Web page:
Turkey has recently increased the pressure on conscientious objectors. As reported in a co-alert on 1 April, conscientious objector Enver Aydemir has been sentenced to ten months imprisonment on 30 March, on charges of desertion. Although he was released from prison after the trial, as he had spent sufficient time in pre-trial detention, he is now back at Eskisehir military prison, according to a report in Bianet. This is the beginning of a vicious cycle of sentence for disobedience, imprisonment, return to 'his' military unit, a new order which will be disobeyed, and reimprisonment.
The harsh sentence of conscientious objector Enver Aydemir is in line with other recent developments in Turkey, which make the situation of declared and undeclared conscientious objectors worse.
While in July 2008, following the decision of the European Court of Human Rights in the case of conscientious objector Osman Murat Ülke, the Turkish Ministry of Judge passed a new regulation which said that draft evaders should no longer be recorded in the information system of the police, and so would not fear arrest at frequent police checkpoints, this now seems to have been reversed. This means conscientious objectors, who are legally either considered as draft evaders or deserters, are under threat of being arrested during any police check of identity - as happened to Enver Aydemir when he got arrested on 24 December 2009.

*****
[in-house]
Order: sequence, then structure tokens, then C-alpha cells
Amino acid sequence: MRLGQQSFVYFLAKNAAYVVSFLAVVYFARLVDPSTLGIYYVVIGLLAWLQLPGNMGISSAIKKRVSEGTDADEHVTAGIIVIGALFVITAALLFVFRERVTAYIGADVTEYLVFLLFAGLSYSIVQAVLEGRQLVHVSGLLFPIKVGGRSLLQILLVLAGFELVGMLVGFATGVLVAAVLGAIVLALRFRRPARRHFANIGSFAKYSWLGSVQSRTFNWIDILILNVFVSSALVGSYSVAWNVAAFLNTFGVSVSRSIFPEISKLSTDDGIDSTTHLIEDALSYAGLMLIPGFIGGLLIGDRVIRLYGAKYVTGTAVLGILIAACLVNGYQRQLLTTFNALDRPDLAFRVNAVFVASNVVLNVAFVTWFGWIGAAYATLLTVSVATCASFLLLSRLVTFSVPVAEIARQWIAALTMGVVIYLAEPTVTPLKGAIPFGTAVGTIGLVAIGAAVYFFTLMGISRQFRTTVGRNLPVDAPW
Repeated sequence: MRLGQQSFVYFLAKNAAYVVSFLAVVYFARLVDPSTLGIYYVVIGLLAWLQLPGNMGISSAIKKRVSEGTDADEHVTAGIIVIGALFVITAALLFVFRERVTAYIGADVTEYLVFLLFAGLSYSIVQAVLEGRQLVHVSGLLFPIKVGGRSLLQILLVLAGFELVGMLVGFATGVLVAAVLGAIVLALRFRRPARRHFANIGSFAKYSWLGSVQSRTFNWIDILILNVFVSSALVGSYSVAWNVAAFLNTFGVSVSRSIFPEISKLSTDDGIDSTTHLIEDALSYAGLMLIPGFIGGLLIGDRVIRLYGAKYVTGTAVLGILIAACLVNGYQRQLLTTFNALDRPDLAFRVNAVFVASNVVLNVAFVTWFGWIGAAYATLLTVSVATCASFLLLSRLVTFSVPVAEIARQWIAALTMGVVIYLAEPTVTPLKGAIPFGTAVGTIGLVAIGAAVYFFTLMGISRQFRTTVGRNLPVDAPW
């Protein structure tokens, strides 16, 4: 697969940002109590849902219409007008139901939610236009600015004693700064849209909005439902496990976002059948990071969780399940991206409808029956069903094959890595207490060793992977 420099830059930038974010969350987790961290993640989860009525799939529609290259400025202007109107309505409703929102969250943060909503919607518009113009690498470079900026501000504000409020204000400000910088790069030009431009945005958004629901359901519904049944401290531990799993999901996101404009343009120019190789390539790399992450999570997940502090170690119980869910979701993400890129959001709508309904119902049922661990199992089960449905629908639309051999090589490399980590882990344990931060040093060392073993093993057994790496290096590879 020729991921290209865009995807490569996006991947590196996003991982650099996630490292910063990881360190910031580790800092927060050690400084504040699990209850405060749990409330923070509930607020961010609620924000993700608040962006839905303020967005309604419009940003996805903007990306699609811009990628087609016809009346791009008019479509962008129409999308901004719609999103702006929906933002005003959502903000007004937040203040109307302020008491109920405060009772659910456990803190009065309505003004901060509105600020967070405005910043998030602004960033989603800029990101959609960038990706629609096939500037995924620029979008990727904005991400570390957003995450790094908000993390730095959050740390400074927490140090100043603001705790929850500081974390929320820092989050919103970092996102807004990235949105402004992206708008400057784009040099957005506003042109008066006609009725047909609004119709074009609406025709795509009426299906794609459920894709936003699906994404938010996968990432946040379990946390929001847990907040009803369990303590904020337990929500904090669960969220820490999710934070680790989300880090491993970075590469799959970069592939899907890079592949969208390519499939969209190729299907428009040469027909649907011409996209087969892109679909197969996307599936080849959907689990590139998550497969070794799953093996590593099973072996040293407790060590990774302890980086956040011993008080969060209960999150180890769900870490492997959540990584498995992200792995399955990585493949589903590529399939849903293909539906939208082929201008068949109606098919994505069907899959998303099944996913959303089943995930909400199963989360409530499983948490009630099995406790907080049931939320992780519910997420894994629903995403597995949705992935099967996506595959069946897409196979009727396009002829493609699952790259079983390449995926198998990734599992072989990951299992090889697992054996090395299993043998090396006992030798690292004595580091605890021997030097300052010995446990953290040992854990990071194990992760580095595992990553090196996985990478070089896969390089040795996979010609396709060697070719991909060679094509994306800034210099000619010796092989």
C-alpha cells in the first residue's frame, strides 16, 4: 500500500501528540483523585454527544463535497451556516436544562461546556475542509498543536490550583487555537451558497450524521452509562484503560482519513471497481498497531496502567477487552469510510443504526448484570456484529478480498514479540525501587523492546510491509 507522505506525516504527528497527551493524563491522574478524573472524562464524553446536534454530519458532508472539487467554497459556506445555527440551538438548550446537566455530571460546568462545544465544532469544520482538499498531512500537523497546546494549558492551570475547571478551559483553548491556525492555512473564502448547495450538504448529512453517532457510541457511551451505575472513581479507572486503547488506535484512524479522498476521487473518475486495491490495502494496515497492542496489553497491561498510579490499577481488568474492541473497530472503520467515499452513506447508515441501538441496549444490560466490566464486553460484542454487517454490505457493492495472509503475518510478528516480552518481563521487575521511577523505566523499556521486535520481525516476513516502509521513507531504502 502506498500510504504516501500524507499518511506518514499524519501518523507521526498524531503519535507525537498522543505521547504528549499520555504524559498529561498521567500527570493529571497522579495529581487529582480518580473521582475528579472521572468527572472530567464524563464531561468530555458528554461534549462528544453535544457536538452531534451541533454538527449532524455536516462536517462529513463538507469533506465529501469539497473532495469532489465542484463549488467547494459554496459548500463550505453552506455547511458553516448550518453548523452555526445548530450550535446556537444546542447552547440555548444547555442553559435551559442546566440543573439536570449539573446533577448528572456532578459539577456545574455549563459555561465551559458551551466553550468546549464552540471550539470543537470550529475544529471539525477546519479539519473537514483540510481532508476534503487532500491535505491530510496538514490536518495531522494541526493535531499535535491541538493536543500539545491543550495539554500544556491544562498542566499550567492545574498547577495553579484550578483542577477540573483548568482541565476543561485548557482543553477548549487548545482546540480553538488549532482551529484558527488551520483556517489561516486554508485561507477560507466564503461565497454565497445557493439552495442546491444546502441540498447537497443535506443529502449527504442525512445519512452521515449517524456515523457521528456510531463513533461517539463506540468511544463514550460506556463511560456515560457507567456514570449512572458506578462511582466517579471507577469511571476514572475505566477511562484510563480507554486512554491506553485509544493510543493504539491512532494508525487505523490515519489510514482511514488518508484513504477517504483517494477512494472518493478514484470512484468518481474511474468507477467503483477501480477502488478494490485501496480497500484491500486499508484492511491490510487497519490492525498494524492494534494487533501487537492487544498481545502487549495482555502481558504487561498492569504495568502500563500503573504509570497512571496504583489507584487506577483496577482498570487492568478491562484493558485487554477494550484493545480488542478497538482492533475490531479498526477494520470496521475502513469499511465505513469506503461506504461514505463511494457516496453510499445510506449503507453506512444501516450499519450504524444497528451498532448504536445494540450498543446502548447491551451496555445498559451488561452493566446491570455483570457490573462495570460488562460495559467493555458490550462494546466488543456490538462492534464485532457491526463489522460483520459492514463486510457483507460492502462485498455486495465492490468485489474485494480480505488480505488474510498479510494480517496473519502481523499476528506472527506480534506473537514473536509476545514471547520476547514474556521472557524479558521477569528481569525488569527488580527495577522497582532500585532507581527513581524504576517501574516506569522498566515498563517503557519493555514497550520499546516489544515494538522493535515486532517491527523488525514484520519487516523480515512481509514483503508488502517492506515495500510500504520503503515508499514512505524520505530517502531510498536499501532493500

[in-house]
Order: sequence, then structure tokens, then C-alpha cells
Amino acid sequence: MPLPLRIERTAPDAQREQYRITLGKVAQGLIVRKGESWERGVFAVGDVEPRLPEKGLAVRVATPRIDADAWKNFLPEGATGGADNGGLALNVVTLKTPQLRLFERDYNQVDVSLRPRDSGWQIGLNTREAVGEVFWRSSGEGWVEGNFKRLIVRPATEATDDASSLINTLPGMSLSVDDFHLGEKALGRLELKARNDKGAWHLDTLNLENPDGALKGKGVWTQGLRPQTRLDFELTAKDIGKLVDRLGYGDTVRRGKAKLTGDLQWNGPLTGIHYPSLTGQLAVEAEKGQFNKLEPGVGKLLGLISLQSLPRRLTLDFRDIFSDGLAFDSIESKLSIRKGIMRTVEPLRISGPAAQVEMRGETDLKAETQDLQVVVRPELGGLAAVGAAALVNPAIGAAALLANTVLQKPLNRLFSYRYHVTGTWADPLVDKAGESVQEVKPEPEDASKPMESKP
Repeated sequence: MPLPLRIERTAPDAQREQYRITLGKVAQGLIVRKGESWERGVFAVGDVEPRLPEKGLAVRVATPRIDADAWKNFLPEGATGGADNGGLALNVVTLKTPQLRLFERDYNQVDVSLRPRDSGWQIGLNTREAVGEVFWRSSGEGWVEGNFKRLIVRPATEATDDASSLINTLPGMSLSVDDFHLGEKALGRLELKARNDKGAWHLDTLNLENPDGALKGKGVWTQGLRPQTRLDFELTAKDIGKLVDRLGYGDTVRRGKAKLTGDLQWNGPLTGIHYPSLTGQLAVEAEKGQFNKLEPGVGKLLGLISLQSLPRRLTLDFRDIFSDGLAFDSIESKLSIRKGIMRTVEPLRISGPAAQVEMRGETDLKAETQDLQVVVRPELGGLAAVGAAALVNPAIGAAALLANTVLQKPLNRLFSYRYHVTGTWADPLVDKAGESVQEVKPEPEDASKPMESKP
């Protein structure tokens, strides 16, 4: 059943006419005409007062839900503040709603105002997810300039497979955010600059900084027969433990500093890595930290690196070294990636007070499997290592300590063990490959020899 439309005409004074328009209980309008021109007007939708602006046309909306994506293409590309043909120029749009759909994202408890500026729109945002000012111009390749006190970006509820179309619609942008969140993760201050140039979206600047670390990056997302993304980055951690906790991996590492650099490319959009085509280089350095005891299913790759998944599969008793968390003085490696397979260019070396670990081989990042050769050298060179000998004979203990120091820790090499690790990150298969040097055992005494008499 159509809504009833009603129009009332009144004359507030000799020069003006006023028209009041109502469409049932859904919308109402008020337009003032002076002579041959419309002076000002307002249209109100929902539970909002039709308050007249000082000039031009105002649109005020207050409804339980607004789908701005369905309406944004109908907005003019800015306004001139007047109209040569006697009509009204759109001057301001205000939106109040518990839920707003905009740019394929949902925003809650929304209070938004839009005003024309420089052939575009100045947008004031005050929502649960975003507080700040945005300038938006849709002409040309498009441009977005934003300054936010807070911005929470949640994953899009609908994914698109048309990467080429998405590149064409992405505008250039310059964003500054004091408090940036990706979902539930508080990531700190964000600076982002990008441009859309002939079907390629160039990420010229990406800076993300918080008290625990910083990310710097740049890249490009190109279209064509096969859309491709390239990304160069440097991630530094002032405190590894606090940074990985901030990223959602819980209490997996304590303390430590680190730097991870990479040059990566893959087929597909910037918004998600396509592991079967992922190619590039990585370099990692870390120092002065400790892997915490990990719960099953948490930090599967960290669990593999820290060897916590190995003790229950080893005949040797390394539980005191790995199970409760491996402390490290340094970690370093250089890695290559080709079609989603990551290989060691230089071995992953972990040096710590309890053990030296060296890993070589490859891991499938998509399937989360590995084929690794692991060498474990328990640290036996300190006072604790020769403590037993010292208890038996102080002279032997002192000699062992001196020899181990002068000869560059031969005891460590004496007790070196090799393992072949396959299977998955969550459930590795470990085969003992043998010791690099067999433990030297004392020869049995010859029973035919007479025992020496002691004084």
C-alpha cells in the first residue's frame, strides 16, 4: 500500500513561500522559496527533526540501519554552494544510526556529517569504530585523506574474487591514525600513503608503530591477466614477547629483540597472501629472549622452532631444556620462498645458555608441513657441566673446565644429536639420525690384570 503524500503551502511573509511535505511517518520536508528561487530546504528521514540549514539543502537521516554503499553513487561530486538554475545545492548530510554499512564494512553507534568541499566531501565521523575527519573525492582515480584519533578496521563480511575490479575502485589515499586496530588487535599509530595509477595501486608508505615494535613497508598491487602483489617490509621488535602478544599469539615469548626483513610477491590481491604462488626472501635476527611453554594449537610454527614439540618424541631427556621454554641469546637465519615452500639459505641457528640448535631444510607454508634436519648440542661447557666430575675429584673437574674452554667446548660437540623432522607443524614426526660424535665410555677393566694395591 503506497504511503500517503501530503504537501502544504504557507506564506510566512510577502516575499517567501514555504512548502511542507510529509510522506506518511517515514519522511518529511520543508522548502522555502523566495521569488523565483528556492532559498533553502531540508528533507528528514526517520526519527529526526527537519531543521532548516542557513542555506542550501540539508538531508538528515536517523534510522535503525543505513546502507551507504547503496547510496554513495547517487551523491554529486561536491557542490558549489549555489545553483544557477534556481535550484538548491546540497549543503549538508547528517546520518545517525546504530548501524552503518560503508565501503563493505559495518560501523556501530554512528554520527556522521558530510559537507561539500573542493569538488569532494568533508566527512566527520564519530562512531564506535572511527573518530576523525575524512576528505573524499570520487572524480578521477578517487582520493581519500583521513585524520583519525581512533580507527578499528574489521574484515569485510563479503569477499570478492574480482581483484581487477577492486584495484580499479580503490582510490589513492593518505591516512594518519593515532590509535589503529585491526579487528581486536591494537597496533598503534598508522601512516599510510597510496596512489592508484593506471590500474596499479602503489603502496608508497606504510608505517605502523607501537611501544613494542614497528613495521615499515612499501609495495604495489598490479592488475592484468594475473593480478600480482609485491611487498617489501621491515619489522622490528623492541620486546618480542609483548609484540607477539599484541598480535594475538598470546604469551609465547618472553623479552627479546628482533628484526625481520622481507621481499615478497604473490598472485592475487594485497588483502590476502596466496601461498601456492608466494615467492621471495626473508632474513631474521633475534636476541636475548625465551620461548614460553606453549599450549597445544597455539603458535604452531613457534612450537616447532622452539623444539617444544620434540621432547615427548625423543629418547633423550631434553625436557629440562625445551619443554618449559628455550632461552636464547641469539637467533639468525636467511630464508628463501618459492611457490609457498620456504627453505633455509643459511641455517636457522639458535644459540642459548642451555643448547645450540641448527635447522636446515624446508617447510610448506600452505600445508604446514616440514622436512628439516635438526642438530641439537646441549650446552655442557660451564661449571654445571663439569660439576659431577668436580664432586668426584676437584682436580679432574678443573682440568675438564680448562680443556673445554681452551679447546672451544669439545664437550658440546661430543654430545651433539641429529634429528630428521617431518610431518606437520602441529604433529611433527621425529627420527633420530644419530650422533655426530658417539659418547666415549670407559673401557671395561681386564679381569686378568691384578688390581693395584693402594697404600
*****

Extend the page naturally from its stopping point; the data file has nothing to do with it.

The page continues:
In its judgement in the case of Turkish conscientious objector Osman Murat Ülke from January 2006, the European Court of Human Rights said that "the numerous criminal prosecutions against the applicant, the cumulative effects of the criminal convictions which resulted from them and the constant alternation between prosecutions and terms of imprisonment, together with the possibility that he would be liable to prosecution for the rest of his life, had been disproportionate to the aim of ensuring that he did his military service. They were more calculated to repressing the applicant’s intellectual personality, inspiring in him feelings of fear, anguish and vulnerability capable of humiliating and debasing him and breaking his resistance and will. The clandestine life amounting almost to “civil death” which the applicant had been compelled to adopt was incompatible with the punishment regime of a democratic society." It consequently ruled that "the acts concerned constituted degrading treatment within the meaning of Article 3" (see CO-Update No 17, February 2006).
Not only does Turkey seem to go down the same route again in the case of Enver Aydemir, it also seems that after some relaxation period, conscientious objectors might again face "civil death" in their every day lives, even without being arrested.
Sources: Hurriyet Daily News: Turkish conscientious objector sent back to military, 31 March 2010; Bianet.org: Conscientious Objector in Jail, his Supporters on Trial, 5 April 2010; European Bureau for Conscientious Objection: The Right to Refuse to Kill, autumn 2008